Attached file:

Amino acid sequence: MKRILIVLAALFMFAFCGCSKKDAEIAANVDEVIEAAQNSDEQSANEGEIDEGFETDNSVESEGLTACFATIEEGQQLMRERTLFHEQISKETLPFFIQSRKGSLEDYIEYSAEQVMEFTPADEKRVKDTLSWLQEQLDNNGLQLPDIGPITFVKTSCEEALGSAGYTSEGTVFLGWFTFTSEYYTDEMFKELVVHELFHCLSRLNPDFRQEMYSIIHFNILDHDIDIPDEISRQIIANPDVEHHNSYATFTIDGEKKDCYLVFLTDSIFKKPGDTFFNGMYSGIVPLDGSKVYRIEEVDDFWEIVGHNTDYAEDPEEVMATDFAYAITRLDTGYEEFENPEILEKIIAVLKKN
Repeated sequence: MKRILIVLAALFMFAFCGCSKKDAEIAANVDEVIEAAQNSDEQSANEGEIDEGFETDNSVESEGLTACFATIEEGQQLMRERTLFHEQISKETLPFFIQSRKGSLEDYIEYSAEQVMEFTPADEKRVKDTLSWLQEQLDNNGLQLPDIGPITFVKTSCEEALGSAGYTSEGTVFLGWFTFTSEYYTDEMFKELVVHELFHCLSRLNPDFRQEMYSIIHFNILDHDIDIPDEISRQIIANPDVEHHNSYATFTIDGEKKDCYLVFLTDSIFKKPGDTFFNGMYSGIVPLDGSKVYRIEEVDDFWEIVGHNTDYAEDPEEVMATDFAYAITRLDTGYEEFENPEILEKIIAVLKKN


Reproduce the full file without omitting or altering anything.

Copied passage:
Amino acid sequence: MKRILIVLAALFMFAFCGCSKKDAEIAANVDEVIEAAQNSDEQSANEGEIDEGFETDNSVESEGLTACFATIEEGQQLMRERTLFHEQISKETLPFFIQSRKGSLEDYIEYSAEQVMEFTPADEKRVKDTLSWLQEQLDNNGLQLPDIGPITFVKTSCEEALGSAGYTSEGTVFLGWFTFTSEYYTDEMFKELVVHELFHCLSRLNPDFRQEMYSIIHFNILDHDIDIPDEISRQIIANPDVEHHNSYATFTIDGEKKDCYLVFLTDSIFKKPGDTFFNGMYSGIVPLDGSKVYRIEEVDDFWEIVGHNTDYAEDPEEVMATDFAYAITRLDTGYEEFENPEILEKIIAVLKKN
Repeated sequence: MKRILIVLAALFMFAFCGCSKKDAEIAANVDEVIEAAQNSDEQSANEGEIDEGFETDNSVESEGLTACFATIEEGQQLMRERTLFHEQISKETLPFFIQSRKGSLEDYIEYSAEQVMEFTPADEKRVKDTLSWLQEQLDNNGLQLPDIGPITFVKTSCEEALGSAGYTSEGTVFLGWFTFTSEYYTDEMFKELVVHELFHCLSRLNPDFRQEMYSIIHFNILDHDIDIPDEISRQIIANPDVEHHNSYATFTIDGEKKDCYLVFLTDSIFKKPGDTFFNGMYSGIVPLDGSKVYRIEEVDDFWEIVGHNTDYAEDPEEVMATDFAYAITRLDTGYEEFENPEILEKIIAVLKKN